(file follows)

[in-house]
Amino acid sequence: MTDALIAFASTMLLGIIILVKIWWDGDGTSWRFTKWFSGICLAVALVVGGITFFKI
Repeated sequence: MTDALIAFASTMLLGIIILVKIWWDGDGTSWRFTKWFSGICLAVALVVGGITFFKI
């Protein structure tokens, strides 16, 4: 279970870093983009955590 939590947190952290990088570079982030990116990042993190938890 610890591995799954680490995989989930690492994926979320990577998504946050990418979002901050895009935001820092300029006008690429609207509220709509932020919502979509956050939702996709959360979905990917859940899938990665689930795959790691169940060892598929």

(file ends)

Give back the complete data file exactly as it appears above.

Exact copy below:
[in-house]
Amino acid sequence: MTDALIAFASTMLLGIIILVKIWWDGDGTSWRFTKWFSGICLAVALVVGGITFFKI
Repeated sequence: MTDALIAFASTMLLGIIILVKIWWDGDGTSWRFTKWFSGICLAVALVVGGITFFKI
């Protein structure tokens, strides 16, 4: 279970870093983009955590 939590947190952290990088570079982030990116990042993190938890 610890591995799954680490995989989930690492994926979320990577998504946050990418979002901050895009935001820092300029006008690429609207509220709509932020919502979509956050939702996709959360979905990917859940899938990665689930795959790691169940060892598929």